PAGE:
How can I cut energy costs during winter?

Let’s face it, sometimes it feels as though we’re willing to pay anything not to be cold on long winter days. Unfortunately, spending money outside of your budget is the number one way to derail financial plans and future goals. We understand that life can’t always be planned (example: your entire family is currently at home all the time), but when we adopt smarter habits now it can help prevent surprises such as large utility bills later on. Try these simple habits to keep energy costs down without sacrificing your savings.

  • Don’t fuss with the thermostat. Make it a habit to lower the thermostat before you go to bed or when leaving the house for an extended period of time. If you can, invest in a smart thermostat. These can be programmed to lower the heat during sleeping hours or when you’re not home to help keep costs low and reduce energy consumption.
  • Get moving. Bundled up and still cold? Jog up and down the stairs, do fifteen jumping jacks, or stretch your body for ten minutes. We tend to move less when hunkered down for the winter, so this warms us up without cranking the heat.
  • Check your doors and windows. If your windows are older or single pane, you can cover them in plastic to prevent drafts. You can also add weather stripping to all of your doors and windows to stop warm air from escaping.
  • Keep shower times low. We get it—a hot shower on a frigid day sounds like the perfect way to warm up, but it can be wasteful and costly. It’s best to take a shorter shower and then quickly bundle up.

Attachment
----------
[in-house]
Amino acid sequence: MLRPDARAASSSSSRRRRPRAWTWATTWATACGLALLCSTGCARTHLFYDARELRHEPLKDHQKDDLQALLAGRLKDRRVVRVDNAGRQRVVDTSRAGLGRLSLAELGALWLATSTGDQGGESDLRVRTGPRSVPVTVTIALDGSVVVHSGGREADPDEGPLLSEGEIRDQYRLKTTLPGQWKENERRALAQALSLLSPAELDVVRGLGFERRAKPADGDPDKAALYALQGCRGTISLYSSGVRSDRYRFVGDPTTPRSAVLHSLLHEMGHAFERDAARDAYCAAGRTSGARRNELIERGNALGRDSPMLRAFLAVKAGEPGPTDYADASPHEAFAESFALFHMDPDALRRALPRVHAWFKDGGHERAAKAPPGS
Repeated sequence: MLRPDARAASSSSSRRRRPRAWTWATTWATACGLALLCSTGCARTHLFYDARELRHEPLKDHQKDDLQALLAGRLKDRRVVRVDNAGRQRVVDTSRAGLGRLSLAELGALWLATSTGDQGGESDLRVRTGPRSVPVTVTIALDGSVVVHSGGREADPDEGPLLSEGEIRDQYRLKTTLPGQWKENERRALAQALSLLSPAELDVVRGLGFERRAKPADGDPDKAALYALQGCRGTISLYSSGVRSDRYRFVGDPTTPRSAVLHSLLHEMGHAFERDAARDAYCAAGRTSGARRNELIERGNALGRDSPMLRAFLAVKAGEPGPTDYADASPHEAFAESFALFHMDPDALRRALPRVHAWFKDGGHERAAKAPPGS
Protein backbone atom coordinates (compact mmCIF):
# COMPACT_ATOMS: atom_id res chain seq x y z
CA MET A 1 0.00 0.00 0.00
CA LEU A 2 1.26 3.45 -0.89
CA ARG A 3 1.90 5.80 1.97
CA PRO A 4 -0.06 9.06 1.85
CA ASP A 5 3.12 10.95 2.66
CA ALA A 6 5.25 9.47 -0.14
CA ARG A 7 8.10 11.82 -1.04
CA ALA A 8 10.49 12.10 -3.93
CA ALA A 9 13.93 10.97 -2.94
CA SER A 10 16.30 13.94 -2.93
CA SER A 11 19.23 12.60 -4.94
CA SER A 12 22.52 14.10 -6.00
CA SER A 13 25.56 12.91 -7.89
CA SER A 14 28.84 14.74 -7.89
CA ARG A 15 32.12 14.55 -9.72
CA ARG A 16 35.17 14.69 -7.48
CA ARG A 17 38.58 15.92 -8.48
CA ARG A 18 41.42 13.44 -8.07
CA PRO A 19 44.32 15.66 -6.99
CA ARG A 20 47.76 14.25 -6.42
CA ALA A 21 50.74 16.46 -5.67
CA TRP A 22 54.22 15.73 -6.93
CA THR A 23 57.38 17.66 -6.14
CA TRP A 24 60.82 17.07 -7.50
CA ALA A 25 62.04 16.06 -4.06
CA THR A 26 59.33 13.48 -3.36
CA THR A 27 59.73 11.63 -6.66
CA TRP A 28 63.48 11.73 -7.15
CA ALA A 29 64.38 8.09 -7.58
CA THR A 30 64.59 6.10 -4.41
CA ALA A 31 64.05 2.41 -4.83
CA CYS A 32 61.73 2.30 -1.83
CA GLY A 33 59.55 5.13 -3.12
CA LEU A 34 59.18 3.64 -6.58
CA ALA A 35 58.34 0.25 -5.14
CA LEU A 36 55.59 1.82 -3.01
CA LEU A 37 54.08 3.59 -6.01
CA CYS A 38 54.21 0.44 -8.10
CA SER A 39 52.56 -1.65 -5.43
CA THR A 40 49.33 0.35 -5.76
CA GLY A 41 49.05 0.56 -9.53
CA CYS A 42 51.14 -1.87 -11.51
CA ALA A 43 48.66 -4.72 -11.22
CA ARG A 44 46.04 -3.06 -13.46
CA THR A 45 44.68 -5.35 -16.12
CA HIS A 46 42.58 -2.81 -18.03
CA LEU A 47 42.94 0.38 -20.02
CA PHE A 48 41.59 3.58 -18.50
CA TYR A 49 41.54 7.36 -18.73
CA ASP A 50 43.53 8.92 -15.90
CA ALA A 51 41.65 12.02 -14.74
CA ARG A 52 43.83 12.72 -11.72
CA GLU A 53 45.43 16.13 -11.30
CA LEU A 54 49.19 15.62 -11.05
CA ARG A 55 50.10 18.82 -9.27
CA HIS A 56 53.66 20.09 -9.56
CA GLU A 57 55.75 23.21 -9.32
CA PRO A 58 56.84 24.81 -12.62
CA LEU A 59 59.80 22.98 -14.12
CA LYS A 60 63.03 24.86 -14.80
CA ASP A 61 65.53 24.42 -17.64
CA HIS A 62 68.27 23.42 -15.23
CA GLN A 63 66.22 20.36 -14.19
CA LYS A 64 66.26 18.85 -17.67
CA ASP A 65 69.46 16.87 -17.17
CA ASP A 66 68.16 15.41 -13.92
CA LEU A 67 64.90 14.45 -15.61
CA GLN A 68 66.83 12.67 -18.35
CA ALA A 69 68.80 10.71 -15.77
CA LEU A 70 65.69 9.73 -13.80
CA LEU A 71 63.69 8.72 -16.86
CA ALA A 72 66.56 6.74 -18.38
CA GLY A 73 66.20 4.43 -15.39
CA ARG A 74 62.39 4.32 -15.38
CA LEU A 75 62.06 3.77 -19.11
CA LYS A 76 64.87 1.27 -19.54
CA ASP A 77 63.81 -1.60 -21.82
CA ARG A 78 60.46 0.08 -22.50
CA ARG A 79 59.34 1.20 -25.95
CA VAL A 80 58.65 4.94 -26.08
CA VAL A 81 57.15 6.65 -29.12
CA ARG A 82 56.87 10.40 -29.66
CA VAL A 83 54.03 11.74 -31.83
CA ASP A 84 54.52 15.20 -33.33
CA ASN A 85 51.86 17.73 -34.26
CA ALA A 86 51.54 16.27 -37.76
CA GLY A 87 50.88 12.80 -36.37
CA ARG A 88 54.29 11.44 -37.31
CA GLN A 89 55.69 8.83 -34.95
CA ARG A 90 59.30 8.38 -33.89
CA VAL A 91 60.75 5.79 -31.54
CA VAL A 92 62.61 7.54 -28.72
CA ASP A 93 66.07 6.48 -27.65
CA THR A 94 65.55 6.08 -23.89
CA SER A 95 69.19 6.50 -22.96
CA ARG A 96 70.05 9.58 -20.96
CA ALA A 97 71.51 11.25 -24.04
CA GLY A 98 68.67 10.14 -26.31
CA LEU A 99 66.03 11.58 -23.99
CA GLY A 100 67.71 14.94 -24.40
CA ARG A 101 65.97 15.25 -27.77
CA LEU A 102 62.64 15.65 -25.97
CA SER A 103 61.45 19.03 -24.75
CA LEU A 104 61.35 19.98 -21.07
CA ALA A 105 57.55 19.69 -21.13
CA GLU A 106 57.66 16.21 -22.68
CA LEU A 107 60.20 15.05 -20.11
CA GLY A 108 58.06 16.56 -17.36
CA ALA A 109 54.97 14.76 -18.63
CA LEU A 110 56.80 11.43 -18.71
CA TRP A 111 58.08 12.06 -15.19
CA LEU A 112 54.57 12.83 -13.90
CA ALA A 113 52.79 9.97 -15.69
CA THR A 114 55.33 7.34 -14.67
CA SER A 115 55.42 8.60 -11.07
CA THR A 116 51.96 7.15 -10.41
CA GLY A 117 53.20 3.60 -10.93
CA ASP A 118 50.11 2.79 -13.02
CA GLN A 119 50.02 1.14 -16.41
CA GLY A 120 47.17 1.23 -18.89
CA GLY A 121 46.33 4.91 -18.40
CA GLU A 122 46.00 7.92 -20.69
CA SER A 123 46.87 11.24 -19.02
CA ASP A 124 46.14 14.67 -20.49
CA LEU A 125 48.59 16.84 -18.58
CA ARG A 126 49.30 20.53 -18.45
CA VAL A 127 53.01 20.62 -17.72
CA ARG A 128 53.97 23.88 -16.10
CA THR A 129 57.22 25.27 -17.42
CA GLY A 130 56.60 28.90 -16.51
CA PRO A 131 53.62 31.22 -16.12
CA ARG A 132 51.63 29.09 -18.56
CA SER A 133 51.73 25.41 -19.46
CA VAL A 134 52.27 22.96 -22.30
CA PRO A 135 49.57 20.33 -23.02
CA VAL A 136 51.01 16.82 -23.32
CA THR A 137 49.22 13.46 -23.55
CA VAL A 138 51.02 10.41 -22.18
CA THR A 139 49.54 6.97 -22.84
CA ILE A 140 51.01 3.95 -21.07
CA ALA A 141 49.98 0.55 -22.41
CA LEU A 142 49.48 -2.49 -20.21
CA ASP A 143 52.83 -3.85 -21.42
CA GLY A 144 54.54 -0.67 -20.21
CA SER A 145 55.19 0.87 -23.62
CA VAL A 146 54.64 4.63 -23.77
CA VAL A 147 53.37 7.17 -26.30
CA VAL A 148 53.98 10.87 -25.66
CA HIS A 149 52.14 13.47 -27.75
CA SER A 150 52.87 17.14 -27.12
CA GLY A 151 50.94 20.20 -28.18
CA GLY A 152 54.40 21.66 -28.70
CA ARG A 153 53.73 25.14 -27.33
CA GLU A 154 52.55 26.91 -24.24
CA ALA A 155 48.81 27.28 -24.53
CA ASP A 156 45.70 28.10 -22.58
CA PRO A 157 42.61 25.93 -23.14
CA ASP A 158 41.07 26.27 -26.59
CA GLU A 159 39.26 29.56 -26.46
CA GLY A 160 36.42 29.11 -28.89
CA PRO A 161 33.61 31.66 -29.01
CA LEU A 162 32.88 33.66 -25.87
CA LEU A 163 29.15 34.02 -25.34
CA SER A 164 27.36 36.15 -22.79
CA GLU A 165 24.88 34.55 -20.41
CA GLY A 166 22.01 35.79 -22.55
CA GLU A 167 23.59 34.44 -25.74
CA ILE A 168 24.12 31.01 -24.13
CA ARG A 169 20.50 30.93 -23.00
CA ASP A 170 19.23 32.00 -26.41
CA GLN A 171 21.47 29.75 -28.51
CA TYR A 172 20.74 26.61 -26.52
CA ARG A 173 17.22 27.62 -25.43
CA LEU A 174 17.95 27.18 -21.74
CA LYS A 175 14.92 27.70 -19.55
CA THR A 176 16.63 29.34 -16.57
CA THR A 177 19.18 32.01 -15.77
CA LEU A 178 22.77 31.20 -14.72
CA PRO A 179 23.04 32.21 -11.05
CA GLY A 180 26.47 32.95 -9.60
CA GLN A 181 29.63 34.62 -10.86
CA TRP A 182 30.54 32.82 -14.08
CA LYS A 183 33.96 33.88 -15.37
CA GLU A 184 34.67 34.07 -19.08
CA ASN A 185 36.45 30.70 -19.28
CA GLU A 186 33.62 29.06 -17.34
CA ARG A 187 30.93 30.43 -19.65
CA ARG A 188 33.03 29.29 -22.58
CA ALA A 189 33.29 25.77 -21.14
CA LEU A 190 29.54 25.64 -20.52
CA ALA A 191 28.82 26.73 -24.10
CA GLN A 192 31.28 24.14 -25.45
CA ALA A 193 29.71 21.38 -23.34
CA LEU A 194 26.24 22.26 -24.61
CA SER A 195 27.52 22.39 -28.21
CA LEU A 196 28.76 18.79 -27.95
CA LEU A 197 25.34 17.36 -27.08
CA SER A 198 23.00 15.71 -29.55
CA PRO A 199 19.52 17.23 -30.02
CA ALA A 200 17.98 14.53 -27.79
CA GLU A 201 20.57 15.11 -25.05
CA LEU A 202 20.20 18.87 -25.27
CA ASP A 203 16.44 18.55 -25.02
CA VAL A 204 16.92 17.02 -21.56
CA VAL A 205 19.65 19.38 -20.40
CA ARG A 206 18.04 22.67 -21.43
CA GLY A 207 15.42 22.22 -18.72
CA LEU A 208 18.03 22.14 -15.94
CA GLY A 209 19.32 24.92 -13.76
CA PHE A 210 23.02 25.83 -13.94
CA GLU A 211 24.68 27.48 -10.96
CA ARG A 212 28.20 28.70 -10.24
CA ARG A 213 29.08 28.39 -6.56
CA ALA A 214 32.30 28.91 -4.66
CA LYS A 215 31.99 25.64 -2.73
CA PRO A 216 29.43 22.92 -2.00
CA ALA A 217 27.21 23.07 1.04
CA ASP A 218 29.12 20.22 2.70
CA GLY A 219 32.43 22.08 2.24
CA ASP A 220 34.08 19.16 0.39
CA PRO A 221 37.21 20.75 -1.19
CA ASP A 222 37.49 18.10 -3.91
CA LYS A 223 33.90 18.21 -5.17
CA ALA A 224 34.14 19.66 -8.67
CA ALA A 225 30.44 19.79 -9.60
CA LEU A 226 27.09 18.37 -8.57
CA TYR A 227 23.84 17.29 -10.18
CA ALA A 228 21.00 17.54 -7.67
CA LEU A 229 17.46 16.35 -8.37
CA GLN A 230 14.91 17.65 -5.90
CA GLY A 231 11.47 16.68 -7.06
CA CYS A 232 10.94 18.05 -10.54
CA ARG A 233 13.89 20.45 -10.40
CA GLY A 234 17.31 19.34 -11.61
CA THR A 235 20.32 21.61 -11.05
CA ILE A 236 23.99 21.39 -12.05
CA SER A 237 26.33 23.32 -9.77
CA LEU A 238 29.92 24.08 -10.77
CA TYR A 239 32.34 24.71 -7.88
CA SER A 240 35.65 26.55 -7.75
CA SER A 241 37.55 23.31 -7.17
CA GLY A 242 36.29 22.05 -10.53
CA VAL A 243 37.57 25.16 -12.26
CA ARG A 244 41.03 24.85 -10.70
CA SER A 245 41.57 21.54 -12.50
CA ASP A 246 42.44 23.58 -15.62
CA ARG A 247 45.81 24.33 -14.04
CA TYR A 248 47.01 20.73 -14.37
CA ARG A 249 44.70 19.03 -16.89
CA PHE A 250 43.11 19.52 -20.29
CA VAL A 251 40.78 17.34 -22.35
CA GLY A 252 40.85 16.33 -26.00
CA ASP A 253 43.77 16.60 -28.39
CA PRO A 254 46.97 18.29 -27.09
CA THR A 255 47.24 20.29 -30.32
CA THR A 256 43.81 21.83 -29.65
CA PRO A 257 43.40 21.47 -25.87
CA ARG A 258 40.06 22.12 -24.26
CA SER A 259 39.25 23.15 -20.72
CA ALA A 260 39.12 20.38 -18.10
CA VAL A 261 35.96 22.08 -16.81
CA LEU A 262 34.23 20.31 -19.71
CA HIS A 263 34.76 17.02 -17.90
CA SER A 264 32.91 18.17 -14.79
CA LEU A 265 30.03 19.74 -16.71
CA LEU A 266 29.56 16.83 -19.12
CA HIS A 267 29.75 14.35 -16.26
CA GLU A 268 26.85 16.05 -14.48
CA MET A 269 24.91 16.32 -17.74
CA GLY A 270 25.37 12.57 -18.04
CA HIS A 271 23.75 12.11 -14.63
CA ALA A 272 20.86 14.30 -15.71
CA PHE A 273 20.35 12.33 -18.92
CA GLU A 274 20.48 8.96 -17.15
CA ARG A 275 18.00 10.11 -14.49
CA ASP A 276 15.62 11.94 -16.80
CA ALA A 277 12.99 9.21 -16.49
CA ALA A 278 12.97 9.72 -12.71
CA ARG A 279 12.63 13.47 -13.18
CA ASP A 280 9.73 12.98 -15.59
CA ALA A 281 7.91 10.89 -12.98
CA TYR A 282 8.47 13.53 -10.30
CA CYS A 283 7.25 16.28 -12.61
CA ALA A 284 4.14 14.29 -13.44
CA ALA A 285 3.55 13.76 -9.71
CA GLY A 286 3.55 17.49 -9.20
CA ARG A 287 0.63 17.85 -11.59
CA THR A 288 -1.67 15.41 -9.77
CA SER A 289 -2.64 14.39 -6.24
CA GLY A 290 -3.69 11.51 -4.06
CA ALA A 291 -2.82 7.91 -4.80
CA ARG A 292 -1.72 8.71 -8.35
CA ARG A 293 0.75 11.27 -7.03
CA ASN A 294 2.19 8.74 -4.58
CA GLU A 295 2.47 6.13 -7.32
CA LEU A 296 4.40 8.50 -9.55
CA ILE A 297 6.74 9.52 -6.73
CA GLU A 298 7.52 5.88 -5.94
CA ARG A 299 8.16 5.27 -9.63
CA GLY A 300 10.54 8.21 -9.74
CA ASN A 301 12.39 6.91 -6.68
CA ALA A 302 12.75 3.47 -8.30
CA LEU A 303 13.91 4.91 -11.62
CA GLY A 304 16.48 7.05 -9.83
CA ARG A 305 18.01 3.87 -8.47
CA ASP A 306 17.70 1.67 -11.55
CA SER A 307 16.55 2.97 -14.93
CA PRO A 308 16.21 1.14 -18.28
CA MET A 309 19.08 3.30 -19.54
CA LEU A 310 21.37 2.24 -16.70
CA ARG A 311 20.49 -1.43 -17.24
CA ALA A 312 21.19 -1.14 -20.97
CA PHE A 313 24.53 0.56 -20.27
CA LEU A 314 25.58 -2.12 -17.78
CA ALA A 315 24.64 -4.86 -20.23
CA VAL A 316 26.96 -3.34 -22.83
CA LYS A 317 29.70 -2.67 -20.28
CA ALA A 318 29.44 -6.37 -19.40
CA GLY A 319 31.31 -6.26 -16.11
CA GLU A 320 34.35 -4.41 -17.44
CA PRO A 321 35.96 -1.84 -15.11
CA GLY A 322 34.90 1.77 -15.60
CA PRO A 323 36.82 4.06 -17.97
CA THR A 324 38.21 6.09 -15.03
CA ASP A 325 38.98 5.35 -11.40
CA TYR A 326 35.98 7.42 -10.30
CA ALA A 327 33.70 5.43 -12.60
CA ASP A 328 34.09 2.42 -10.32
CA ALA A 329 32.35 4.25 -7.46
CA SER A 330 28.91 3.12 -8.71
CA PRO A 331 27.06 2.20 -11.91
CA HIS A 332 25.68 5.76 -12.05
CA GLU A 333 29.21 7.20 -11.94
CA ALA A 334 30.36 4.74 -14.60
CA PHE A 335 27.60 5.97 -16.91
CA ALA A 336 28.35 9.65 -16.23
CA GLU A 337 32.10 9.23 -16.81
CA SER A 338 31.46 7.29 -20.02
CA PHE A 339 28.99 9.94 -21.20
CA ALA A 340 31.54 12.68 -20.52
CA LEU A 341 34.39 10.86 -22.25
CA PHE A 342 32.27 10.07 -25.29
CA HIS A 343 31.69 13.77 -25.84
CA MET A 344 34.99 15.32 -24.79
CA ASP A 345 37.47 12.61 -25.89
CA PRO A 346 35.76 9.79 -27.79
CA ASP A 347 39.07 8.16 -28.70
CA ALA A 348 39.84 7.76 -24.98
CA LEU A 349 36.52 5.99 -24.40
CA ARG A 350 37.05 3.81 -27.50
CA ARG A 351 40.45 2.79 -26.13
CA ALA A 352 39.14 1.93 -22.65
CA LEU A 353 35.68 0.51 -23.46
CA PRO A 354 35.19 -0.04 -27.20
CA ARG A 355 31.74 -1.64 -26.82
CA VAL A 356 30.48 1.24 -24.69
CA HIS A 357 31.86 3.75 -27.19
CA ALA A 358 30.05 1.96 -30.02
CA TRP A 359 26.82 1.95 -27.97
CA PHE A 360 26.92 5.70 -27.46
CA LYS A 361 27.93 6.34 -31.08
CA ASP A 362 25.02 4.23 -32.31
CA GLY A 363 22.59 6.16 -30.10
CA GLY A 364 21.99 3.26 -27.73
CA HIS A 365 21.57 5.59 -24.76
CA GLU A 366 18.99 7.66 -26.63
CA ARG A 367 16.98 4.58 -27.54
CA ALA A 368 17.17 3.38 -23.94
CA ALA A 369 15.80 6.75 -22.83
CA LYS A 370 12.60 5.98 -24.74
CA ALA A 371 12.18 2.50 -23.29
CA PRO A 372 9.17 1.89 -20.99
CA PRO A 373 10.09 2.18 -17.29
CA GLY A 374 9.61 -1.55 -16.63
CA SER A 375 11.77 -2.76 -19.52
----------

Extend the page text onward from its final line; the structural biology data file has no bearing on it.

• Create a Winter Cash Stash. We don’t always know how much heating oil, gas or firewood we may need or how long and cold the winter months might be. By setting some money aside throughout the year, we can rest assured that our family will be warm and cozy all winter—no matter how long it lasts.
  • Only heat the rooms you use. Block off unused rooms such as your attic, an enclosed porch or entry ways. You can keep energy use lower when the square footage of your living space is smaller.
  • Use space heaters cautiously. While space heaters can be a great alternative, some require a lot of wattage which may bump up your electric bill. Use space heaters sparingly and always when you can monitor them.
  • Leave the door open. If you’ve just cooked a meal or baked cookies, leave the oven door open after shutting it off. That residual heat can warm up your kitchen, dining room or adjacent rooms.


While these suggestions may not save thousands of dollars, they certainly can help reduce energy costs and consumption. Remember, these changes will only work if your entire household is on board. Let all family members know that keeping energy costs low helps your family stay within budget all year long.




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